The xbox Games app (again without the capital letter) looks reminiscent of the new Xbox interface but with fewer intrusive ads. As with the Music and Video apps, you have to swipe over to the left find your avatar and those of your Xbox Live friends and here there's no clue to suggest you do that. You can see your achievements from Windows 8, Windows Phone and Xbox games, and share them straight to social networks for bragging rights or see what games your Xbox friends play compared to you.
The most exciting Xbox integration might be Xbox SmartGlass. Like the previous Xbox Controller app this lets you control your Xbox from your PC or tablet. It's responsive enough to control a simple game or a video and it's a great way of getting to games you've been playing recently without going through the whole Xbox interface, or of searching in things like the Xbox YouTube app. You see what you can do on your screen and you touch or click things on the PC screen to open apps, although for controlling many apps you get a combination touchscreen plus labels for the key buttons on screen rather than seeing a replica of the Xbox controller the way you do on the similar Windows Phone app.
One problem is that if you do anything that causes you to be signed out of Xbox Live – like accepting an update to the YouTube app – then SmartGlass loses its connection to your Xbox, so you have to keep a physical controller handy.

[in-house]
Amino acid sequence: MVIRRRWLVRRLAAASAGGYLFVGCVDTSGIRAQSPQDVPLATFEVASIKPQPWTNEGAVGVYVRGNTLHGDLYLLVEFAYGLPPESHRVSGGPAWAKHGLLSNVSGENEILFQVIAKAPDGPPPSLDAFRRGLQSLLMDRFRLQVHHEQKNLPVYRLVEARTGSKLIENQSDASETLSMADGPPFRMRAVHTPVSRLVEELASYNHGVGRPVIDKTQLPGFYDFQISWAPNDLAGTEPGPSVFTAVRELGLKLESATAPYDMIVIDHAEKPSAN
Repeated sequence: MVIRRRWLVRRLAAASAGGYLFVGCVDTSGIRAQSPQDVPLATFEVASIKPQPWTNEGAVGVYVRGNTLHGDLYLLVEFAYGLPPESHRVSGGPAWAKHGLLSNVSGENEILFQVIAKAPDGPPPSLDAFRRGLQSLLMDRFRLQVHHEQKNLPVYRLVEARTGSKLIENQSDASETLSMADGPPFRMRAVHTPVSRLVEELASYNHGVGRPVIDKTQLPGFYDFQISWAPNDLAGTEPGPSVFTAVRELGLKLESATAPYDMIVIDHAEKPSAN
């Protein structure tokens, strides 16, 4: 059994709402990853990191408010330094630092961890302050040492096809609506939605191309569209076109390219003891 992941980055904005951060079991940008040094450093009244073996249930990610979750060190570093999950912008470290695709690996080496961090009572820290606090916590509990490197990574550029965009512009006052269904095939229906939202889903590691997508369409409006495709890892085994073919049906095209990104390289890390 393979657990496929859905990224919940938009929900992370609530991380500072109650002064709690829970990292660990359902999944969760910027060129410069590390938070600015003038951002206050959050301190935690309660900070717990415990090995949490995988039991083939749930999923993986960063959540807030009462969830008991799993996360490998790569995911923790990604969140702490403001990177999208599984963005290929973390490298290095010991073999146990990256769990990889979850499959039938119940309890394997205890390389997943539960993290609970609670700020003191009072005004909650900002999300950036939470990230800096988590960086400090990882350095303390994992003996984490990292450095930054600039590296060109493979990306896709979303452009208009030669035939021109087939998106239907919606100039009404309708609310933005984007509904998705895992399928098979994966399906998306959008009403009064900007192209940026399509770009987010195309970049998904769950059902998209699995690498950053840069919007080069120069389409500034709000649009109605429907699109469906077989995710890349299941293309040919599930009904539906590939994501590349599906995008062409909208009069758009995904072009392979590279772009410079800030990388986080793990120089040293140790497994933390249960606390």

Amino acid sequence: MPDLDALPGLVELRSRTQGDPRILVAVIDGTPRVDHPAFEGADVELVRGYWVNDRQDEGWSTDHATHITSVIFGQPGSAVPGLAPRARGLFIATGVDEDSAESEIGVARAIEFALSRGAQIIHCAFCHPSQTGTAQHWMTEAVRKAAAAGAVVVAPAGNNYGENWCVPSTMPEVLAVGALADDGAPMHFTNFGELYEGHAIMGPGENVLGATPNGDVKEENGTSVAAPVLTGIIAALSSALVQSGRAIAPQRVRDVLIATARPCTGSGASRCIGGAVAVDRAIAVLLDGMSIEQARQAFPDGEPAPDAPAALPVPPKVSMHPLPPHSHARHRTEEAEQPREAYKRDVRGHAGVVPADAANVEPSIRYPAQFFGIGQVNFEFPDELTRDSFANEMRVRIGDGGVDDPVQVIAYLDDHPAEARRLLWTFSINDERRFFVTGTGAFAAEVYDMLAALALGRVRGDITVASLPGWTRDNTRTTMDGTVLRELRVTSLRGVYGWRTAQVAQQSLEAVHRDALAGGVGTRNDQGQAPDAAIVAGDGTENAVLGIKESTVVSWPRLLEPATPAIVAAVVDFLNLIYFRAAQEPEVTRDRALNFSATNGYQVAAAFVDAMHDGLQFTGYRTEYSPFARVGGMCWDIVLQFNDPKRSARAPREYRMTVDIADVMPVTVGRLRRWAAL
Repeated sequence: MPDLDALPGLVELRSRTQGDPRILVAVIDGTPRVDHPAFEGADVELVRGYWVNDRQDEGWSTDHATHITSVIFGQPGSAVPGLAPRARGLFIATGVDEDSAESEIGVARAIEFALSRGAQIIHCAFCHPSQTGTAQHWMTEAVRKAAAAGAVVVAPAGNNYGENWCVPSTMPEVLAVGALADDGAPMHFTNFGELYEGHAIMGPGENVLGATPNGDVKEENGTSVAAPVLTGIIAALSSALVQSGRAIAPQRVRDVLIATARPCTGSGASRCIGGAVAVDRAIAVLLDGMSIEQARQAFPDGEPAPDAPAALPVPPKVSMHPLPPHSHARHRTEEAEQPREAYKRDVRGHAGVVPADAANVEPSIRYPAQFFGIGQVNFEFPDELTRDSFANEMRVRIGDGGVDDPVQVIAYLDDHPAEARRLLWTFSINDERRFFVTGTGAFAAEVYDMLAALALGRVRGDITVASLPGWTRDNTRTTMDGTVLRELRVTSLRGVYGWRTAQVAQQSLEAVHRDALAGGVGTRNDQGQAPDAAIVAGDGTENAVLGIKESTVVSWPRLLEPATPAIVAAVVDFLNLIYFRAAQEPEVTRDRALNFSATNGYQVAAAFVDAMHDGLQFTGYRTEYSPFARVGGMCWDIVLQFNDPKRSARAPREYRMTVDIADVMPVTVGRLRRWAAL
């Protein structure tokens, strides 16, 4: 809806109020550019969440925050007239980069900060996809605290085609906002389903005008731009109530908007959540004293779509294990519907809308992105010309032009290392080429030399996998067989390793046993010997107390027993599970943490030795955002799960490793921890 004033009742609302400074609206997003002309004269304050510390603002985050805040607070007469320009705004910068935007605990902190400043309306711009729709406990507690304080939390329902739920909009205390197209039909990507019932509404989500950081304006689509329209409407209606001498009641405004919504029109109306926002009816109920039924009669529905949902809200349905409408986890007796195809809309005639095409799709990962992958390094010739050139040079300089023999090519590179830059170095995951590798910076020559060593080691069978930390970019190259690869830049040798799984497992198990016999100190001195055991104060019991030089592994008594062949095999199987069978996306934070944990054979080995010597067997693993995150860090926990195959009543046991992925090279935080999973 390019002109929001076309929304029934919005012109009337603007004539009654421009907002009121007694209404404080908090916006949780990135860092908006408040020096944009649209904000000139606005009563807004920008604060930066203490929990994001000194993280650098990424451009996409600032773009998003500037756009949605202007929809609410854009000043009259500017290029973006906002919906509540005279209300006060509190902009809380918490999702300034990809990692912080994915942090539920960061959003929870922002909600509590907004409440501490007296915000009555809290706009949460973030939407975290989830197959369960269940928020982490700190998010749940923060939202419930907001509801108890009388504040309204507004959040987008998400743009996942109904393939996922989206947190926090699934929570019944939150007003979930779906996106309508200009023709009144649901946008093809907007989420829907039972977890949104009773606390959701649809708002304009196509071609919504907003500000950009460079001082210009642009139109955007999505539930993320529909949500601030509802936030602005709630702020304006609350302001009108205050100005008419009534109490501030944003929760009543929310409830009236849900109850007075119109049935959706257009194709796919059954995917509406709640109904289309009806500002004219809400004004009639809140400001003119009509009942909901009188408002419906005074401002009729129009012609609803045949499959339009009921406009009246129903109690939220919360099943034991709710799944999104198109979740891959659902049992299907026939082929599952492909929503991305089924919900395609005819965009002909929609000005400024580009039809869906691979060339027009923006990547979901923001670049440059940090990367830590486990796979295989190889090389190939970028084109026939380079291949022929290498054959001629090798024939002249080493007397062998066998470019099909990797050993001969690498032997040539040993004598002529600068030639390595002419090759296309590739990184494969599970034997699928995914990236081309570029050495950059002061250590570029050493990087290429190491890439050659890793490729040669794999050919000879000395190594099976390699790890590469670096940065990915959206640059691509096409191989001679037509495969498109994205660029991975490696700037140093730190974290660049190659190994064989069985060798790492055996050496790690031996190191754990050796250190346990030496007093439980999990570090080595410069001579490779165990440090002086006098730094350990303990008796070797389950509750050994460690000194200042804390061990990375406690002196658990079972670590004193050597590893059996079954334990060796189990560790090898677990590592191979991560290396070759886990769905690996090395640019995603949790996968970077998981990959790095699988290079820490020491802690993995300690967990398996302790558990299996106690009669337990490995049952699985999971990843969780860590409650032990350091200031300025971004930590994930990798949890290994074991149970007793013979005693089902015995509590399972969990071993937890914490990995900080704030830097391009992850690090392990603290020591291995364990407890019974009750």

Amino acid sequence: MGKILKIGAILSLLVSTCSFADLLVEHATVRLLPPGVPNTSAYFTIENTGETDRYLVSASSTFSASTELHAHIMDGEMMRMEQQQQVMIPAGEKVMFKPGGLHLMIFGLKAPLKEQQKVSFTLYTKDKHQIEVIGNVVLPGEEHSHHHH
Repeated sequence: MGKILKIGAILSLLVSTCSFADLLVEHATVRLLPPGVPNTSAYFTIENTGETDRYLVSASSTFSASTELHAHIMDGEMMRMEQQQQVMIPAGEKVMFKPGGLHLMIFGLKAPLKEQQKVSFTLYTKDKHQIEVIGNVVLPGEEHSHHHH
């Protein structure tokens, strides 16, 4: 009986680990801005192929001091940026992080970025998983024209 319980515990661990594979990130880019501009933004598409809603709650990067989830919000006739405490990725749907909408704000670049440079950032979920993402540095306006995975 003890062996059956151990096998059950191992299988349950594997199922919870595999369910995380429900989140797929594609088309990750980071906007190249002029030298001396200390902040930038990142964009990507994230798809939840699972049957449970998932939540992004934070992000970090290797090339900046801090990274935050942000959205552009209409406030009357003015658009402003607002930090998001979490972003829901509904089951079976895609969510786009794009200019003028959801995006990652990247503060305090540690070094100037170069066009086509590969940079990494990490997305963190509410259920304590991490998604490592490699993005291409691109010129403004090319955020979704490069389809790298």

At the moment it only seems to be possible to send video from your PC to an Xbox if you bought it from the Xbox video marketplace; we're hoping that changes. What you should be able to do is browse through your content on a PC or tablet where it's easy to search and then sit back and watch it on the big screen, where it looks good.
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Mary (Twitter, Google+, website) started her career at Future Publishing, saw the AOL meltdown first hand the first time around when she ran the AOL UK computing channel, and she's been a freelance tech writer for over a decade. She's used every version of Windows and Office released, and every smartphone too, but she's still looking for the perfect tablet. Yes, she really does have USB earrings.